Advanced Battery Technologies: Wide Discrepancies in Chinese Filings Raise Further Questions

| About: Advanced Battery (ABAT)
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Advanced Battery Technologies (OTCPK:ABAT) is one of the latest Chinese reverse merger listing companies to be questioned about its US filings.

An article last week by Variant View Research alleged, among other things, that Advanced Battery Technologies had lied to US investors by hiding the fact that a Shenzhen company it reported as acquiring in December 2010 for $20 million in SEC filings had actually already been acquired by its management in 2008 for $1 million. As evidence, Variant View showed both printouts from the Chinese regulator's online database and US federal court documents filed by ABAT itself, confirming that the Shenzhen company had been purchased in 2008.

I have since obtained, through a local agent, ABAT's filings with the main Chinese corporate regulator, the State Administration of Industry and Commerce (SAIC). These filings confirm that ABAT's CEO, Fu Zhiguo, had indeed gained control of the Shenzhen company and become its sole director and legal representative in 2008.

Furthermore, the SAIC filings raise serious questions about the accuracy of ABAT's financial reporting to US investors. The differences between the financials reported in the Chinese SAIC filings and the SEC filings are dramatic.

According to the SAIC filings, ABAT's China entities lost money every year from 2006 to 2009, in contrast to the rising profits claimed in SEC filings.

For 2006, the SAIC filings show approximately $1.1 million in losses vs. $8 million in profits claimed in SEC filings.

For 2007, the SAIC filings show approximately $1.1 million in losses vs. $10.2 million in profits claimed in SEC filings.

For 2008, the SAIC filings show approximately $0.93 million in losses vs. $16.1 million in profits claimed in SEC filings.

And for 2009, the SAIC filings show approximately $3.9 million in losses vs. $21.3 million claimed in SEC filings.

1. Shenzhen Acquisition: 2008 vs 2010

ABAT's SEC filings in December 2010 clearly reported that ABAT signed an agreement in December 2010 to acquire the Shenzhen company in question, Shenzhen Zhongqiang, for $20 million.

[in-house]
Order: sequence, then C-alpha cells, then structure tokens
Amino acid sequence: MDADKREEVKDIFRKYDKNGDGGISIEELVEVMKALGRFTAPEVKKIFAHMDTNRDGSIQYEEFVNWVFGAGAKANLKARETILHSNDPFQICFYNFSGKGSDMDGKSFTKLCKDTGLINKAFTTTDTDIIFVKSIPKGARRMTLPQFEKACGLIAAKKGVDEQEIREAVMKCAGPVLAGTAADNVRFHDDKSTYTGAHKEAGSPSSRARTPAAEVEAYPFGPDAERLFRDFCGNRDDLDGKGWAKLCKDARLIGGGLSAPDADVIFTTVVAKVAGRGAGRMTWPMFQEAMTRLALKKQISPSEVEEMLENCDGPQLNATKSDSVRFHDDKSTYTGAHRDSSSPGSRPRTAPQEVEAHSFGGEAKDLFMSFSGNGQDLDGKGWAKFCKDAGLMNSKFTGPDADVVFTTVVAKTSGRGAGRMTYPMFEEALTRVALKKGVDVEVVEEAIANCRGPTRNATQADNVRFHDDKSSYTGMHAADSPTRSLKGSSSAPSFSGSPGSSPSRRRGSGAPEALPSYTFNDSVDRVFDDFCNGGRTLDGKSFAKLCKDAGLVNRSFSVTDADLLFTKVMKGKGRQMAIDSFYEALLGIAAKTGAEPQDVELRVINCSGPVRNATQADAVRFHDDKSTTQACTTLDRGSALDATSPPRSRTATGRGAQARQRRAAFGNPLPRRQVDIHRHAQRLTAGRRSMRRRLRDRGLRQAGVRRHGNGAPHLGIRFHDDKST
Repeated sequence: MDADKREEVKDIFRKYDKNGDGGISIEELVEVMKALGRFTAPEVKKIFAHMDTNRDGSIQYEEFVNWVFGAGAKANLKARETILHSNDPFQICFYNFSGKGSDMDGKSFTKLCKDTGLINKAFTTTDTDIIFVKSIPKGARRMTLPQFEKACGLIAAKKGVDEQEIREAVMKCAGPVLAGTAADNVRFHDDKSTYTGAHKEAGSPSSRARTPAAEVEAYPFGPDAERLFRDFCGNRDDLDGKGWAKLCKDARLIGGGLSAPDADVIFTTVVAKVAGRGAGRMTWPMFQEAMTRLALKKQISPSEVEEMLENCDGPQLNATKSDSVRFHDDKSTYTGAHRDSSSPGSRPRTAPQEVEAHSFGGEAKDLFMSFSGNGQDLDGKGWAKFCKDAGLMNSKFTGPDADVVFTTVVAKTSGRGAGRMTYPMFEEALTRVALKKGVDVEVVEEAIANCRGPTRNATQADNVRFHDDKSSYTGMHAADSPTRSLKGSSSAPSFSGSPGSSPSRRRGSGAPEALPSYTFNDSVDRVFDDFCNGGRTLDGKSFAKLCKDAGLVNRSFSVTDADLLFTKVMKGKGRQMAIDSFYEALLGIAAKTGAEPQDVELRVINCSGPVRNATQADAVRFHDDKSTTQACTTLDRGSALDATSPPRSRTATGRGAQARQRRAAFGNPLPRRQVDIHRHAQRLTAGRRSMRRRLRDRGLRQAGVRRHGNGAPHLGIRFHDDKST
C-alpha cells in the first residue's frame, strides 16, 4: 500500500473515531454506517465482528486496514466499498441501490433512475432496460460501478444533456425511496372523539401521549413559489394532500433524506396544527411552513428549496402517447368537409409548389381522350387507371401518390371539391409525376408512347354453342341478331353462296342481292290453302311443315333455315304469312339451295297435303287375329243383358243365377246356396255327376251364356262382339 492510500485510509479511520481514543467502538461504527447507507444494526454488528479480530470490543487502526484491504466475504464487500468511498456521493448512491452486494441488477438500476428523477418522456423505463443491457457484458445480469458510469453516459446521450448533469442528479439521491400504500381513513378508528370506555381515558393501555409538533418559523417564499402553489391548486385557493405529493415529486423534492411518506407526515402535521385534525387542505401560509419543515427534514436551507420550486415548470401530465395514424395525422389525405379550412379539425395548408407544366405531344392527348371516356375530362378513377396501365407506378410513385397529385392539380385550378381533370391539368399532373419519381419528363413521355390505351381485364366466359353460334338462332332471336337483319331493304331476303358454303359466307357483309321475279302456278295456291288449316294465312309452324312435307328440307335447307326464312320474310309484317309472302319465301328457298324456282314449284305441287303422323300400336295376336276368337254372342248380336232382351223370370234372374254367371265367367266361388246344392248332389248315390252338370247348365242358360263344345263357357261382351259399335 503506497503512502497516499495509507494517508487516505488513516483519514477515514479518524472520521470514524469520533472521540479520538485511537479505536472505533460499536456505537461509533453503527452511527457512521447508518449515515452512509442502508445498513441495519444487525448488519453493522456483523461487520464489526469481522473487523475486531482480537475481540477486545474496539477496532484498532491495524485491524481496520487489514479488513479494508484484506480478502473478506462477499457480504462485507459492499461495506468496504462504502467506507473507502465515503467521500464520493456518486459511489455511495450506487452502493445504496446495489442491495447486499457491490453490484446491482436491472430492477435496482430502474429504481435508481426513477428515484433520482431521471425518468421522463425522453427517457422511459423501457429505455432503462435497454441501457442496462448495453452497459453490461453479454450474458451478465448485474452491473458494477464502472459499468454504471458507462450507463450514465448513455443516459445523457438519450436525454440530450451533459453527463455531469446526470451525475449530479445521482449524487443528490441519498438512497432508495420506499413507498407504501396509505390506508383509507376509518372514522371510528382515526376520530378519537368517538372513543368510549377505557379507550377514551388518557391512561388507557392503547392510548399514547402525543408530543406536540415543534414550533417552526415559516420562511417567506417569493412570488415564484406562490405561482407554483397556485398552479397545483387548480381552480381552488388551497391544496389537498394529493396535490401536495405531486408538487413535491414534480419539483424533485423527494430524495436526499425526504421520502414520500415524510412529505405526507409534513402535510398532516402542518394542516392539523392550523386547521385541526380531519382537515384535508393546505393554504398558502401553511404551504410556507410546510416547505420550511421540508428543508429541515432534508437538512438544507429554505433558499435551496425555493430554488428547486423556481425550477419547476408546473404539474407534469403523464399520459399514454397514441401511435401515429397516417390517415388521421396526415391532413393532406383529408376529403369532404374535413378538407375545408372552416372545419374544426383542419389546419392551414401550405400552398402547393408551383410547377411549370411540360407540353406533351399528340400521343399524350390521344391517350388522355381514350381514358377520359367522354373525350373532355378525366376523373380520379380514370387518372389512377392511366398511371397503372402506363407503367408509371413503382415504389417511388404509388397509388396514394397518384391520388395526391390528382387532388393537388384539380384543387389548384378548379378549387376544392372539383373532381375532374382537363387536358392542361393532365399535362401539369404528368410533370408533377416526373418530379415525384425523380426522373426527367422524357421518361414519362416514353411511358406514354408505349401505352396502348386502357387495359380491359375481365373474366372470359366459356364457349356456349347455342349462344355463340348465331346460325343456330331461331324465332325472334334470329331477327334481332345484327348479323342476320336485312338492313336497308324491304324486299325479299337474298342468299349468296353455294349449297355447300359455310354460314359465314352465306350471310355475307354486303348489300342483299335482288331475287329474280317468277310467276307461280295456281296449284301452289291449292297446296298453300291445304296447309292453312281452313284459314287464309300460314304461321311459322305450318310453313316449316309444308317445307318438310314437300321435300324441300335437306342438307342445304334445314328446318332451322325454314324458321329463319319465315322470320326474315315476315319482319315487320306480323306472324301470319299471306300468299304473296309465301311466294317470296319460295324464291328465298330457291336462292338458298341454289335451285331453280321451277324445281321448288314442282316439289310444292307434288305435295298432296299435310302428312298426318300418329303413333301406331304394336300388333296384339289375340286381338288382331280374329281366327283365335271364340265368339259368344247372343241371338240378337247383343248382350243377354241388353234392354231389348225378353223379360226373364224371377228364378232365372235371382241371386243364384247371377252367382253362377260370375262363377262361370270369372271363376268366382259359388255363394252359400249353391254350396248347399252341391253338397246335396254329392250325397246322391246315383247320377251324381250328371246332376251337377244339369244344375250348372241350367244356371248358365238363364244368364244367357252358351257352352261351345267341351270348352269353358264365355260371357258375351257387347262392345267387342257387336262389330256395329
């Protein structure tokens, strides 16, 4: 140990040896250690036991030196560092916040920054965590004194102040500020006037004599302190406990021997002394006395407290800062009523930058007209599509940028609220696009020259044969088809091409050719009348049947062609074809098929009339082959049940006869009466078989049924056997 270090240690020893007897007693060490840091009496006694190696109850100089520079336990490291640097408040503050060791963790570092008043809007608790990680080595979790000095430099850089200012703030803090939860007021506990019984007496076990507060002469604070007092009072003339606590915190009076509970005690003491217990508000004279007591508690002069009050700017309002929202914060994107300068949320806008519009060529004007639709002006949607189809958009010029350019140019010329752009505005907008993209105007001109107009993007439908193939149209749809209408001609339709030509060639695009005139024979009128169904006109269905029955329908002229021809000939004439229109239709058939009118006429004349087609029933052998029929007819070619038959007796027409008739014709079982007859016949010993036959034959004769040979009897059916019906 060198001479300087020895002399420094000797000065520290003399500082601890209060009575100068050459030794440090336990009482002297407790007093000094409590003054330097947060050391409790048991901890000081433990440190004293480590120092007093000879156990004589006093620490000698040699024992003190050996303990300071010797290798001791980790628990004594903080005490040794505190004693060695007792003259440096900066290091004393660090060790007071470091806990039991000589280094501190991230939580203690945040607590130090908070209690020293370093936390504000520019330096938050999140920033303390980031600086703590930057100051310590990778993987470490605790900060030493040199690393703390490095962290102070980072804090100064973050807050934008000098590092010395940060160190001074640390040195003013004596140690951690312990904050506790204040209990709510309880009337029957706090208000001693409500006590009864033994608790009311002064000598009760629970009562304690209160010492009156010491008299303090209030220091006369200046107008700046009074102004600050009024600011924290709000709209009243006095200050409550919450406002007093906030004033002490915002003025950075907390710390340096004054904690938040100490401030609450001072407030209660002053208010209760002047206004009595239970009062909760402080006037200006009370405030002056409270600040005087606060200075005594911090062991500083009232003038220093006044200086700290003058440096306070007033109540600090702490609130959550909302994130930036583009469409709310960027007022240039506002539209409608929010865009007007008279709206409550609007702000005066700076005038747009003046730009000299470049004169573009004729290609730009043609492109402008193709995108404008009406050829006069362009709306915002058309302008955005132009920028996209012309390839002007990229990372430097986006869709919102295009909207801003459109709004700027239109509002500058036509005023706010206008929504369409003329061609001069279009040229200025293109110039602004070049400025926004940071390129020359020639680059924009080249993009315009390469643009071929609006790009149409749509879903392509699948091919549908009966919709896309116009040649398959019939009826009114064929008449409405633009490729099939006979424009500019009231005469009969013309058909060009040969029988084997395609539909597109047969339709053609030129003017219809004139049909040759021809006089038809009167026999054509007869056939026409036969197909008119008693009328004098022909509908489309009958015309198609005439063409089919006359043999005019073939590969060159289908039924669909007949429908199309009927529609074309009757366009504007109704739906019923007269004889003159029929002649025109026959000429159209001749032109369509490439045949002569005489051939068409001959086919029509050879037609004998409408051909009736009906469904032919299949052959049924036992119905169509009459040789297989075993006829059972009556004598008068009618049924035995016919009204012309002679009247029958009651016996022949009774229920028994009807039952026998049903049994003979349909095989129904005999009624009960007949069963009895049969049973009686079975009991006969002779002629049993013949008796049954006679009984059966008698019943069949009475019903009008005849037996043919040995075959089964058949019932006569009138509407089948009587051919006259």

On December 20, 2010 Harbin Zhongqiang Power-Tech Co., Ltd. (“Harbin Zhongqiang”), which is a subsidiary of the Registrant, entered into an Acquisition Agreement with Shenzhen Zhongqiang New Energy Science & Technology Co., Ltd. (“Shenzhen Zhongqiang”). The Acquisition Agreement provides that on January 1, 2011 Harbin Zhongqiang will acquire all of the assets of Shenzhen Zhongqiang. In exchange for the assets of Shenzhen Zhongqiang, Harbin Zhongqiang will pay to Shenzhen Zhongqiang 135,000,000 Renminbi (approximately $20 million), of which 91,250,000 Renminbi will be used to satisfy the liabilities of Shenzhen Zhongqiang. The initial payment of 67,500,000 Renminbi is due three days after the agreement was signed. The balance (net of the deposit of 10 million Renminbi previously paid) is due thirty working days after the transfer of assets.

In response to Variant View's allegation that ABAT had actually already acquired the Shenzhen company in 2008 for $1 million, ABAT's management responded as follows on April 8, 2011:

Until we acquired it in January 2011, the registered owner of the registered equity of Shenzhen ZQ was Wang Changhe. He is the person to whom the purchase price for Shenzhen ZQ was paid.

The Variant View report notes that our Chairman, Fu Zhiguo, is identified as an officer and legal representative of Shenzhen ZQ in that company's government registration. That is correct. In order to register the acquisition of Shenzhen ZQ by Harbin ZQPT with the provincial government, Mr. Wang, the seller, gave Mr. Fu a power of attorney to represent the company before the government. This was solely an administrative convenience, as the purchase of Chinese companies cannot be completed without government registration performed in person.

Not explained is why ABAT's CEO, Fu Zhiguo, became the sole director and legal representative of the Shenzhen company as an administrative convenience in 2008 when the SEC filings claimed that ABAT only signed a contract to acquire the Shenzhen company in December 2010.

The Chinese SAIC filings confirm that the change of control happened in 2008. A shareholder resolution dated September 9, 2008 show the Shenzhen company appointing Fu Zhiguo as its legal representative and sole director was filed with the Shenzhen SAIC and is included in the SAIC files (see here).

Further, as pointed out by Variant View, ABAT itself acknowledged the 2008 purchase in documents filed with the US federal court in a lawsuit by the seller of the Shenzhen company filed in 2009.